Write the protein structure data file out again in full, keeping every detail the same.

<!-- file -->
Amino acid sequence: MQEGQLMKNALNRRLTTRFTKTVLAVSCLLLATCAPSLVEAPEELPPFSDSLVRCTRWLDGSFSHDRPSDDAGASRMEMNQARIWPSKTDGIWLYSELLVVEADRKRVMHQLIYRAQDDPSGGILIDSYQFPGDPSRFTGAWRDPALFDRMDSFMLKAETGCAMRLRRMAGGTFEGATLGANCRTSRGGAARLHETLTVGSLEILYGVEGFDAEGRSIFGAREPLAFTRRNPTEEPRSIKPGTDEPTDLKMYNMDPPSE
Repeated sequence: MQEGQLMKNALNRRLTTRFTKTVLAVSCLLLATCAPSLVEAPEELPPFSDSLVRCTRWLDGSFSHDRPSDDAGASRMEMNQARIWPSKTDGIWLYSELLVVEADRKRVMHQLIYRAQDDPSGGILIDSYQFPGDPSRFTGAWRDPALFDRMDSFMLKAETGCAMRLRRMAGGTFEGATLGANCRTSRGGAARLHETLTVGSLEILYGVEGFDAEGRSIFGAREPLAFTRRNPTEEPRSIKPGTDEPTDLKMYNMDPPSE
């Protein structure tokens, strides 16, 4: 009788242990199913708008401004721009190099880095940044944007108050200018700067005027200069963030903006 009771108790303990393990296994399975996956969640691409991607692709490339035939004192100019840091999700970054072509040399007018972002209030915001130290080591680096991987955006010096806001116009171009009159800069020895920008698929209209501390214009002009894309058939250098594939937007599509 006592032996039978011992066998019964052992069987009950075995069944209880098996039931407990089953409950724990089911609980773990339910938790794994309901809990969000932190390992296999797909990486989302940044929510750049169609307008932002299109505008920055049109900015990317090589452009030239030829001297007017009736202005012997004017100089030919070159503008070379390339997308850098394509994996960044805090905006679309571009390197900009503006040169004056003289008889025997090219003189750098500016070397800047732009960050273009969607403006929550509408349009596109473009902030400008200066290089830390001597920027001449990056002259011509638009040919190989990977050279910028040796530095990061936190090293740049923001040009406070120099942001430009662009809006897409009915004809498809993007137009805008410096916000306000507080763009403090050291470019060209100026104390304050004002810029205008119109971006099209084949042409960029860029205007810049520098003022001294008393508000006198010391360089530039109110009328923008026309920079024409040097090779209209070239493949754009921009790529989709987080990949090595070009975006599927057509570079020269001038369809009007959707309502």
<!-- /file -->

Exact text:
Amino acid sequence: MQEGQLMKNALNRRLTTRFTKTVLAVSCLLLATCAPSLVEAPEELPPFSDSLVRCTRWLDGSFSHDRPSDDAGASRMEMNQARIWPSKTDGIWLYSELLVVEADRKRVMHQLIYRAQDDPSGGILIDSYQFPGDPSRFTGAWRDPALFDRMDSFMLKAETGCAMRLRRMAGGTFEGATLGANCRTSRGGAARLHETLTVGSLEILYGVEGFDAEGRSIFGAREPLAFTRRNPTEEPRSIKPGTDEPTDLKMYNMDPPSE
Repeated sequence: MQEGQLMKNALNRRLTTRFTKTVLAVSCLLLATCAPSLVEAPEELPPFSDSLVRCTRWLDGSFSHDRPSDDAGASRMEMNQARIWPSKTDGIWLYSELLVVEADRKRVMHQLIYRAQDDPSGGILIDSYQFPGDPSRFTGAWRDPALFDRMDSFMLKAETGCAMRLRRMAGGTFEGATLGANCRTSRGGAARLHETLTVGSLEILYGVEGFDAEGRSIFGAREPLAFTRRNPTEEPRSIKPGTDEPTDLKMYNMDPPSE
């Protein structure tokens, strides 16, 4: 009788242990199913708008401004721009190099880095940044944007108050200018700067005027200069963030903006 009771108790303990393990296994399975996956969640691409991607692709490339035939004192100019840091999700970054072509040399007018972002209030915001130290080591680096991987955006010096806001116009171009009159800069020895920008698929209209501390214009002009894309058939250098594939937007599509 006592032996039978011992066998019964052992069987009950075995069944209880098996039931407990089953409950724990089911609980773990339910938790794994309901809990969000932190390992296999797909990486989302940044929510750049169609307008932002299109505008920055049109900015990317090589452009030239030829001297007017009736202005012997004017100089030919070159503008070379390339997308850098394509994996960044805090905006679309571009390197900009503006040169004056003289008889025997090219003189750098500016070397800047732009960050273009969607403006929550509408349009596109473009902030400008200066290089830390001597920027001449990056002259011509638009040919190989990977050279910028040796530095990061936190090293740049923001040009406070120099942001430009662009809006897409009915004809498809993007137009805008410096916000306000507080763009403090050291470019060209100026104390304050004002810029205008119109971006099209084949042409960029860029205007810049520098003022001294008393508000006198010391360089530039109110009328923008026309920079024409040097090779209209070239493949754009921009790529989709987080990949090595070009975006599927057509570079020269001038369809009007959707309502």